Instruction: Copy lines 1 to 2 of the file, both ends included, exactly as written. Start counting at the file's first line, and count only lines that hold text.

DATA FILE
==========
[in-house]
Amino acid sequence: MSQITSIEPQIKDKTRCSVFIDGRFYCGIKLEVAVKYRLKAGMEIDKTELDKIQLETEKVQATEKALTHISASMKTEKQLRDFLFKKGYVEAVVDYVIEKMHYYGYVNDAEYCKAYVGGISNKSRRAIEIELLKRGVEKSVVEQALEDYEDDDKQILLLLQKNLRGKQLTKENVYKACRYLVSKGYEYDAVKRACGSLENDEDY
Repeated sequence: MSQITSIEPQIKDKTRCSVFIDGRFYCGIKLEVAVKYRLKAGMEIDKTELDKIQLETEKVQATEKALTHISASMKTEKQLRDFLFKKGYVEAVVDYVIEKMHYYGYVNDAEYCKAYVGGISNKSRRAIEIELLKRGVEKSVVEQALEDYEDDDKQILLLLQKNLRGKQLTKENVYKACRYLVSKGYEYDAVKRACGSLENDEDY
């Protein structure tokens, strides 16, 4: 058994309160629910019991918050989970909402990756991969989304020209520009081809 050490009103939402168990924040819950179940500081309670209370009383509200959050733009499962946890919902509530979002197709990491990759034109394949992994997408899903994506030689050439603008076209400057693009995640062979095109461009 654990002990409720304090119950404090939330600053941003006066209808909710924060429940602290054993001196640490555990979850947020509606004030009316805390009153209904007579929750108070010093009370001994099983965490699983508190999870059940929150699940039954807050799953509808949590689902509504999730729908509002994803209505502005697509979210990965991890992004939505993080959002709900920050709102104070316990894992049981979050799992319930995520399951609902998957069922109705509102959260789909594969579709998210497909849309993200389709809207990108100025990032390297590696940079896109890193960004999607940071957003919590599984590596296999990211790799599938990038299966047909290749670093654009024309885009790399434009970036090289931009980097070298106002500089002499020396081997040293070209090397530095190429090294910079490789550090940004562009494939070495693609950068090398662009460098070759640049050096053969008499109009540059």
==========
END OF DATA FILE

[in-house]
Amino acid sequence: MSQITSIEPQIKDKTRCSVFIDGRFYCGIKLEVAVKYRLKAGMEIDKTELDKIQLETEKVQATEKALTHISASMKTEKQLRDFLFKKGYVEAVVDYVIEKMHYYGYVNDAEYCKAYVGGISNKSRRAIEIELLKRGVEKSVVEQALEDYEDDDKQILLLLQKNLRGKQLTKENVYKACRYLVSKGYEYDAVKRACGSLENDEDY